November 30, 2006
Agile Coaching... isn't
Isn't real coaching that is, at least according to those who make coaching their sole profession. Having spent yesterday hearing from a wide range of such people, it's now clear to me what coaching is in it's strictest sense, and how it differs from the work we do when "coaching" teams in Agile development, which is more of a mentoring/consulting task.
In essence, a coach does not provide solutions for the subject to implement, but creates a framework through which the subject derives their own solutions. This makes the coach more of a facilitator in the process and allows the subject to own the solution fully, having generated it themself. Therefore, the coach will never take credit for the solution - even if it may have been apparent to them well before the subject.
A coach needs no deep knowledge in the subject's domain to assist them in discovering their particular solution, but is well versed in applying a question-based framework to encourage the self discovery necessary for the subject to uncover the solution.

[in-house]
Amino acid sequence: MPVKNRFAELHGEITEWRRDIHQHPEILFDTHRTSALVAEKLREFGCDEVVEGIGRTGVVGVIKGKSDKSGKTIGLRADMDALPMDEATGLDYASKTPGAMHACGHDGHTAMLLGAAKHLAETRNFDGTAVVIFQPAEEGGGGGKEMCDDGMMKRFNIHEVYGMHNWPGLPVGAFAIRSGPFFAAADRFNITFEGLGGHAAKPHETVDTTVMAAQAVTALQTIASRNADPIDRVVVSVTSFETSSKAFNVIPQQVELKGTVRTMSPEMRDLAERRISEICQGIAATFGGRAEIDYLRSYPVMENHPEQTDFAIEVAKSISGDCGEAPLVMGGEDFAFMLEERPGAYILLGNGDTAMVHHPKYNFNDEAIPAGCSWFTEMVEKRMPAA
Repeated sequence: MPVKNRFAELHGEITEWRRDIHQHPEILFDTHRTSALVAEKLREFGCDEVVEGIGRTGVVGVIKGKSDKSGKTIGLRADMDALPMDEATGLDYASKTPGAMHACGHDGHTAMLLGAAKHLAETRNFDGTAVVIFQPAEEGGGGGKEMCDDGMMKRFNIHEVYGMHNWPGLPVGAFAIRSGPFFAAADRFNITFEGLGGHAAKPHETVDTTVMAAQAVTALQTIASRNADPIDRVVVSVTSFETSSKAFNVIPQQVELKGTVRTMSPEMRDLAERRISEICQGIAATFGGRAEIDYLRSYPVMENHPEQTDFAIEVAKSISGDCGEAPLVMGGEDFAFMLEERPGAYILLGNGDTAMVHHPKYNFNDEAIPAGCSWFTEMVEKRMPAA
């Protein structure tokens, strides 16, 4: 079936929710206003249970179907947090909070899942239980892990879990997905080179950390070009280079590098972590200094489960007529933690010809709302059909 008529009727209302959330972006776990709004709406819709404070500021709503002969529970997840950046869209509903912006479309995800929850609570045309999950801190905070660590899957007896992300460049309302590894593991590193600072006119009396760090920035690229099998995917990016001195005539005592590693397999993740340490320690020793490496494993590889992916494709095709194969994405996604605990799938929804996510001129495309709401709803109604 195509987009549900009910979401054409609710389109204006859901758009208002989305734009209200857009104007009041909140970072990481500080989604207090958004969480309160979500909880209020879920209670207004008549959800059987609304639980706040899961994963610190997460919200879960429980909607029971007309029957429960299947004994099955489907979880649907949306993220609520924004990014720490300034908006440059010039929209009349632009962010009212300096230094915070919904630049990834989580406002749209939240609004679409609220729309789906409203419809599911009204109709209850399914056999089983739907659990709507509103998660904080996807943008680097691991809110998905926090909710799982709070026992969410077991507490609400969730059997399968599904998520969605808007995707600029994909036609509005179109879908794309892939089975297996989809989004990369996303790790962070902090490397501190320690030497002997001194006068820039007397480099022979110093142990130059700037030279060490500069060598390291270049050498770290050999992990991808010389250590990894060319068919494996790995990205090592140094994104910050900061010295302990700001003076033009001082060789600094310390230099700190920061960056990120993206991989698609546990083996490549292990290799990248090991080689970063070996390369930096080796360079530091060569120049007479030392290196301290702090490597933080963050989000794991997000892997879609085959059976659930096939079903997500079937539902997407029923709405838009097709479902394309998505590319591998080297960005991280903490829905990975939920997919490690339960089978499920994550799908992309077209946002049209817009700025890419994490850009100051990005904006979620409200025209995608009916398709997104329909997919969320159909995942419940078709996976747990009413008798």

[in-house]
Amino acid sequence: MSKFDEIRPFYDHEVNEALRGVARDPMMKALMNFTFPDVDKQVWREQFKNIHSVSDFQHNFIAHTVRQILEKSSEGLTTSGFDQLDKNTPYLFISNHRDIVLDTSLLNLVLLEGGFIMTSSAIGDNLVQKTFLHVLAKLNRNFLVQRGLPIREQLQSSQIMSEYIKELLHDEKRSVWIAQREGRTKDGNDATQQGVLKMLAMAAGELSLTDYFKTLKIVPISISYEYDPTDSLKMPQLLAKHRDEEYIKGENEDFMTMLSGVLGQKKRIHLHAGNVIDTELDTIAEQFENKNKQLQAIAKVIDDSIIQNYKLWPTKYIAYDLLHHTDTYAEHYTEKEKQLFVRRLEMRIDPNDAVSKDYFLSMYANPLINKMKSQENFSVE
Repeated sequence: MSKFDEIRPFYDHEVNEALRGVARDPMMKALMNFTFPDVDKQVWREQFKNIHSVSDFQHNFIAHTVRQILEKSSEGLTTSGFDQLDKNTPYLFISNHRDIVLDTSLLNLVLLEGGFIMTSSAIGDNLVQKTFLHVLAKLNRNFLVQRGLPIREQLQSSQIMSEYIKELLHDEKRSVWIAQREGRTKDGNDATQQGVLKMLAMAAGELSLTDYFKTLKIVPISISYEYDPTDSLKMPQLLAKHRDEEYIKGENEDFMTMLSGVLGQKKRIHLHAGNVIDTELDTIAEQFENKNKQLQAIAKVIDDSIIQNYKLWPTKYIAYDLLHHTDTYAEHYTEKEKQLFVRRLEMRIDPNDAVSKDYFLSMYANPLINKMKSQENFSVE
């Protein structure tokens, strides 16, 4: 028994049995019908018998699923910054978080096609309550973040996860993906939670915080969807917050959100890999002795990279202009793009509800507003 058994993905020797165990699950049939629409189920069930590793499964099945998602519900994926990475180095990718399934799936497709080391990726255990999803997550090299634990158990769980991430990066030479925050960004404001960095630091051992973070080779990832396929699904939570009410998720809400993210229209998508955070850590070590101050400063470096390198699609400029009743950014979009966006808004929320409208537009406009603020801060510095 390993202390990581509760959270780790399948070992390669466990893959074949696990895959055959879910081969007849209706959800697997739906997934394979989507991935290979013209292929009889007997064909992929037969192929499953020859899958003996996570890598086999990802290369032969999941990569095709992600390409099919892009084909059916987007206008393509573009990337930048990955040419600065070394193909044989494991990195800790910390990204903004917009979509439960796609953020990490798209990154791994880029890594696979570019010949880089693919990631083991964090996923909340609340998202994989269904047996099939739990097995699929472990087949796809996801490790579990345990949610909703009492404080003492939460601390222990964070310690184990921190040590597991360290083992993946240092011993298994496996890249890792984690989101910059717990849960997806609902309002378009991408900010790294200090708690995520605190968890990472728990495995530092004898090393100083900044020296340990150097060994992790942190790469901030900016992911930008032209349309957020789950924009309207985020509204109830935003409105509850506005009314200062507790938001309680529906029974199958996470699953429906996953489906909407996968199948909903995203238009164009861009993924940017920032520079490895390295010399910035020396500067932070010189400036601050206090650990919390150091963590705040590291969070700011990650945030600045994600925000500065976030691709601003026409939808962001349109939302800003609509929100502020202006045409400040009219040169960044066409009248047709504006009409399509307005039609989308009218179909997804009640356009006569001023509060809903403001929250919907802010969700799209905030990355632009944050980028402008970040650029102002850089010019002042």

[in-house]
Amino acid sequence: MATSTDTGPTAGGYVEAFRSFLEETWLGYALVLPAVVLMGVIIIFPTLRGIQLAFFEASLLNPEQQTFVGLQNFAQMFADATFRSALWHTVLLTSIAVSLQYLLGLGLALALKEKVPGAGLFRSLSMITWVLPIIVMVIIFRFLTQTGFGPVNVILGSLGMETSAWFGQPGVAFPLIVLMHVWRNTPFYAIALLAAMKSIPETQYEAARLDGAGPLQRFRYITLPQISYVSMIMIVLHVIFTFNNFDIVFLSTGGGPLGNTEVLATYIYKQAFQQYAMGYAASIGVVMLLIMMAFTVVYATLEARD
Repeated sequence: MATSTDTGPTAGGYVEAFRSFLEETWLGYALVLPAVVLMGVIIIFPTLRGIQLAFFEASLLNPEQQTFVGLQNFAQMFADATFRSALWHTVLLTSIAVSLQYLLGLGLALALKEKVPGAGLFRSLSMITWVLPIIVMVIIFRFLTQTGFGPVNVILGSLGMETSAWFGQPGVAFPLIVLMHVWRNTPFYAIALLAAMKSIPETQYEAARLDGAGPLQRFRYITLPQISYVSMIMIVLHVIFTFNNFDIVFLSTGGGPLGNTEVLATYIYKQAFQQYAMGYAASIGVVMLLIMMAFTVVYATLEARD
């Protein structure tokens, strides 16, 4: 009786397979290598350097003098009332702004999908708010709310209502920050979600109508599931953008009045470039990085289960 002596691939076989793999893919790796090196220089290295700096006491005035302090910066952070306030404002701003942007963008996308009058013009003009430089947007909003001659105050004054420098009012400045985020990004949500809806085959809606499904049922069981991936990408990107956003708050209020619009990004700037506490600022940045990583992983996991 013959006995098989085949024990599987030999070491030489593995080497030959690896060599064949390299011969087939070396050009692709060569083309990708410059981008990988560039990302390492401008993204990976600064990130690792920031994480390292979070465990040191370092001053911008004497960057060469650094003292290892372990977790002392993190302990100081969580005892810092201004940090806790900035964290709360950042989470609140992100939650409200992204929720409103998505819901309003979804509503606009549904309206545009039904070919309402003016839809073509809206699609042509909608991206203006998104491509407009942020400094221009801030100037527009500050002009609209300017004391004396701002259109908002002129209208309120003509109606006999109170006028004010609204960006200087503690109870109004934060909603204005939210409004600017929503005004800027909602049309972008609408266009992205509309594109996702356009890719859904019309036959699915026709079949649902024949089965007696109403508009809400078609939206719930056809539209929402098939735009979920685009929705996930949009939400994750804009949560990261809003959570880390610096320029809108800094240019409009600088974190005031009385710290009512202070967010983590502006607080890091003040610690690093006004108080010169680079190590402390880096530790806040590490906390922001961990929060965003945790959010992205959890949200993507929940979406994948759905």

By contrast, an Agile coach is (hopefully) an experienced Agile practitioner who is capable of recognizing incorrect application of Agile thinking and techniques and can suggest corrective action. Ideally, making the corrective action something which is obvious to the subject is ideal, but not necessary. Agile coaches are valued for their domain skills and experience and this sets them apart from a pure Coach.
Does this distinction matter all that much? Not really. I'll still describe myself as an Agile coach in all but the most purist of circles, although perhaps there is a need of differentiation between a "Coach" (the profession) and "coach" (the task).
November 25, 2006
Let The Wookie Win!
Whilst not one of the most popular quotes from Star Wars, I find it most suitable when you find yourself battling away at a behemoth, only to step back and discover that the battle really isn't worth winning.
Which is the conclusion I came to when I decided not to continue trying to integrate Log4J with Websphere (which is apparently not the walk in the park it should be) and just allowed Websphere to use it's native logging.
In the end, using the native logging system (Java Logging, methinks) gives me everything I need and the pain we were experiencing trying to force Log4J into the picture just wasn't worth the hassle.
One to the the Wookie!